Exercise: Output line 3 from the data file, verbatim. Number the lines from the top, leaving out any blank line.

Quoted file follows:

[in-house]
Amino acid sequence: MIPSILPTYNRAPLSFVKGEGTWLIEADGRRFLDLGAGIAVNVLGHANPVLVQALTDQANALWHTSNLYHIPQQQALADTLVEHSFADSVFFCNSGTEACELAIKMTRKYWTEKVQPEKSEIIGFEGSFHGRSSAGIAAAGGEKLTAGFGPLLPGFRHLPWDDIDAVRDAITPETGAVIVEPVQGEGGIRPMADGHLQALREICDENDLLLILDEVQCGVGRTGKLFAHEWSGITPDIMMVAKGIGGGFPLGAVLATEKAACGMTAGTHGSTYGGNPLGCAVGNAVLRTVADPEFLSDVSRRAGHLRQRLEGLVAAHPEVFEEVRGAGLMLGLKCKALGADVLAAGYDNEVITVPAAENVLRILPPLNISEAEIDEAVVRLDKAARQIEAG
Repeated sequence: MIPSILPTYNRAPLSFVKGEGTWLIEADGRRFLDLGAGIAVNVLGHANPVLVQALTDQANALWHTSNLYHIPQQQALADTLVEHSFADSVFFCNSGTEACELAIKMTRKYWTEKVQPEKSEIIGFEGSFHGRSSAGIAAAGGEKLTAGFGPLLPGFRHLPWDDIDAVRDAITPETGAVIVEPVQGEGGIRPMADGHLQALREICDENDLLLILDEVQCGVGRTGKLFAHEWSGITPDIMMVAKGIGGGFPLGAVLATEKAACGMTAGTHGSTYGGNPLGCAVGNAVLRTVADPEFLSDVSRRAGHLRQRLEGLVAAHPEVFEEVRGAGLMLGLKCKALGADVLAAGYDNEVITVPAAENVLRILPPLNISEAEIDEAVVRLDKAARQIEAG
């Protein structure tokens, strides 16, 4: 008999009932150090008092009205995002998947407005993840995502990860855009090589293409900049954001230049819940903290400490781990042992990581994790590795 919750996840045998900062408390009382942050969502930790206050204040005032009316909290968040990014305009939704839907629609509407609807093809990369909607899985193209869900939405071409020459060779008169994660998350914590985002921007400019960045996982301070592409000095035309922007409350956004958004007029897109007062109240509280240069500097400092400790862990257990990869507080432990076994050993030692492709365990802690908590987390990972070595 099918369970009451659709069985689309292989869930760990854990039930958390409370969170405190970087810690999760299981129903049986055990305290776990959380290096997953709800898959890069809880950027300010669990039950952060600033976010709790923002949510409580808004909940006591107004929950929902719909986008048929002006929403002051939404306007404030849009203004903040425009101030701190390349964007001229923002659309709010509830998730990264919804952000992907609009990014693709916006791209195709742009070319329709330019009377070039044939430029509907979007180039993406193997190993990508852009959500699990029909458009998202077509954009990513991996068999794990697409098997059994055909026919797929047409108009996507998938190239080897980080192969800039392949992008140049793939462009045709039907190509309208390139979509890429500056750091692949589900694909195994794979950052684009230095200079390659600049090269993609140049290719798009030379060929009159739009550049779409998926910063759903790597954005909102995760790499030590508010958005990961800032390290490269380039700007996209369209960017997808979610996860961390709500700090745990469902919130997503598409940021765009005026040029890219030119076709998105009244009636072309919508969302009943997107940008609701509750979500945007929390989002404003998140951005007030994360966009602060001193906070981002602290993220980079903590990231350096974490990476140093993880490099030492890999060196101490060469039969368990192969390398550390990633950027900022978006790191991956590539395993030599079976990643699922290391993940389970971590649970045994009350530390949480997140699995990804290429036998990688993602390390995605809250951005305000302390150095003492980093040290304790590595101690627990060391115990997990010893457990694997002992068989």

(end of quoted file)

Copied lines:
Repeated sequence: MIPSILPTYNRAPLSFVKGEGTWLIEADGRRFLDLGAGIAVNVLGHANPVLVQALTDQANALWHTSNLYHIPQQQALADTLVEHSFADSVFFCNSGTEACELAIKMTRKYWTEKVQPEKSEIIGFEGSFHGRSSAGIAAAGGEKLTAGFGPLLPGFRHLPWDDIDAVRDAITPETGAVIVEPVQGEGGIRPMADGHLQALREICDENDLLLILDEVQCGVGRTGKLFAHEWSGITPDIMMVAKGIGGGFPLGAVLATEKAACGMTAGTHGSTYGGNPLGCAVGNAVLRTVADPEFLSDVSRRAGHLRQRLEGLVAAHPEVFEEVRGAGLMLGLKCKALGADVLAAGYDNEVITVPAAENVLRILPPLNISEAEIDEAVVRLDKAARQIEAG